AIR POLLUTION, CLEAN ENERGY AND CLIMATE CHANGE Anthropogenic climate change is a globally recognized threat multiplier. Yet, decades of intergovernmental negotiations have failed to curb toxic levels of fossil fuel energy-related air pollution which the World Health Organization (WHO) has identified as the world's largest, single environmental health risk. Lying in plain view are the troubling truths about the morbidity and ill-health burdens associated with anthropogenic climate change that are borne by those who have done the least to contribute to per capita emissions of greenhouse gas emissions. Ignoring the nexus between air pollution, lack of access to clean energy and climate adversities represents a collective failure of the UN's ambitious, universally agreed upon 2030 Sustainable Development Agenda (SDA) which pledged 'to leave no one behind'. This book highlights the air pollution crisis that emanates from the heavy reliance on polluting forms of energy and the urbanization of poverty in developing countries. It provides a framework for understanding why the broader sustainable development community needs to address the more neglected intersection between adverse climatic impacts and energy-related air pollution which devastates the lives of the poorest and most vulnerable amongst us, especially young children, women and the elderly. It focuses on the importance of breaking down persistent global silos and goals on sustainable energy for all, and climate change reflected in the UN's 2030 SDA, and the 2015 Paris Agreement. Integrating clean air and climate mitigation measures that specifically include curbing short lived climate pollutants such as black carbon via innovative partnerships/modalities are seen as vital to clean energy and climate responsive action. This book argues that linked actions by non-nation state actors aimed at reducing air pollution and ameliorating short term climate pollutants in the most populous cities, particularly in countries like India where annual average particulate matter pollution levels consistently exceed WHO guidelines are essential in reducing grave health costs and disease burdens. Air Pollution, Clean Energy and Climate Change will be of particular interest to policy makers, researchers, environmental advocates, civil society stakeholders and practitioners who want to understand the urgency of addressing linkages between climate change, fossil fuel energy, air pollution and public health risks. The cover image is an oil painting by Anilla Cherian, which incorporates tree bark and twigs, and serves as a reminder of the daily energy sources used by millions who lack access to clean energy and are exposed to high levels of household air pollution. It is the second-part of a series, with the first one serving as the cover image to Energy and Global Climate Change (Cherian, 2015). Photograph of painting by Alison Sheehy Photography.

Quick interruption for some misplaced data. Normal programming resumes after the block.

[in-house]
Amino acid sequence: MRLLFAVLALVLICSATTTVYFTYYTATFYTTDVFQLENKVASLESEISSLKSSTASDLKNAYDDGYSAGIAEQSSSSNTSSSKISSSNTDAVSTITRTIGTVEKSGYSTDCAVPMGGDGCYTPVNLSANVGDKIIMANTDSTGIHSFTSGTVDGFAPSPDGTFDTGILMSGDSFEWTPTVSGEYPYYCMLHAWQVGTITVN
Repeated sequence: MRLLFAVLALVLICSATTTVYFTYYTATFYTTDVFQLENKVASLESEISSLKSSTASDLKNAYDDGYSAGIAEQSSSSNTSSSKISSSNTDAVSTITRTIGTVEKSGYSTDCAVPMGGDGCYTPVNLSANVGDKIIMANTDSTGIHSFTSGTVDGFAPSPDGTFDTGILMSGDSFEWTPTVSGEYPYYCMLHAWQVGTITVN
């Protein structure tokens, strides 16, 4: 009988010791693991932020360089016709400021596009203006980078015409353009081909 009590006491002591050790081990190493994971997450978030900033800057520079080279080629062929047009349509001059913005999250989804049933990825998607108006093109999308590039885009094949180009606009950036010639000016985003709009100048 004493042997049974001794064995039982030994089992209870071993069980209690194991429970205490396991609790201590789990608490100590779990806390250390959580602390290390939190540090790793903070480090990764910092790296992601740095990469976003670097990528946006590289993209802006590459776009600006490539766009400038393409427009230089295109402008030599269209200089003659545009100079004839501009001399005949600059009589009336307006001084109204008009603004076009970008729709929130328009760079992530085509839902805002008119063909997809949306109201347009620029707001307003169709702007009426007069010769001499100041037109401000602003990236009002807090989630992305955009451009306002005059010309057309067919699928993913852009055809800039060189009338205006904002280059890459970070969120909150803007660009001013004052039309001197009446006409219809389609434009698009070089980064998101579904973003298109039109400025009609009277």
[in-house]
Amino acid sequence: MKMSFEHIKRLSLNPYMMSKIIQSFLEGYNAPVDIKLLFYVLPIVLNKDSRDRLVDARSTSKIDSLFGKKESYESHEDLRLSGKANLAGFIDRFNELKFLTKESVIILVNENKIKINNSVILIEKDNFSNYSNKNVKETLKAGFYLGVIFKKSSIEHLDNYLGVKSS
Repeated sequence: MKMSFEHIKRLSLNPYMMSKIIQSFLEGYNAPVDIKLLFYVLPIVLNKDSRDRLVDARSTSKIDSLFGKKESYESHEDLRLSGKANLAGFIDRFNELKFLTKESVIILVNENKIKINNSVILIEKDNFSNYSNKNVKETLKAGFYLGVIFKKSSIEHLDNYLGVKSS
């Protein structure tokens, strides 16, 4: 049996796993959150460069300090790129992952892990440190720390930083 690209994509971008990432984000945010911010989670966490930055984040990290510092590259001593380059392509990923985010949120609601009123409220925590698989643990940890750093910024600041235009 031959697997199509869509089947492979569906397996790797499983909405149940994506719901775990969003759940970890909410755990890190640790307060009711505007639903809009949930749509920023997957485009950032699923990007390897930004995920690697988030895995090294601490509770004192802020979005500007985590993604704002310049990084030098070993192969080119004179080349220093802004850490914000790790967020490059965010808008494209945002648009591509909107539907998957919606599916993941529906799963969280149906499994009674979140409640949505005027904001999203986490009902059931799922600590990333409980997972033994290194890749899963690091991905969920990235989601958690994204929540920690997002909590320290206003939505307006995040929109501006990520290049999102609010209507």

New South Wales Environmental Protection Authority (2013) Annual Report 2012–2013. Sydney: NSW EPA. ... Shiva, V. (2008) Soil Not Oil: Environmental Justice in an Age of Climate Crisis. Brooklyn: South End Press.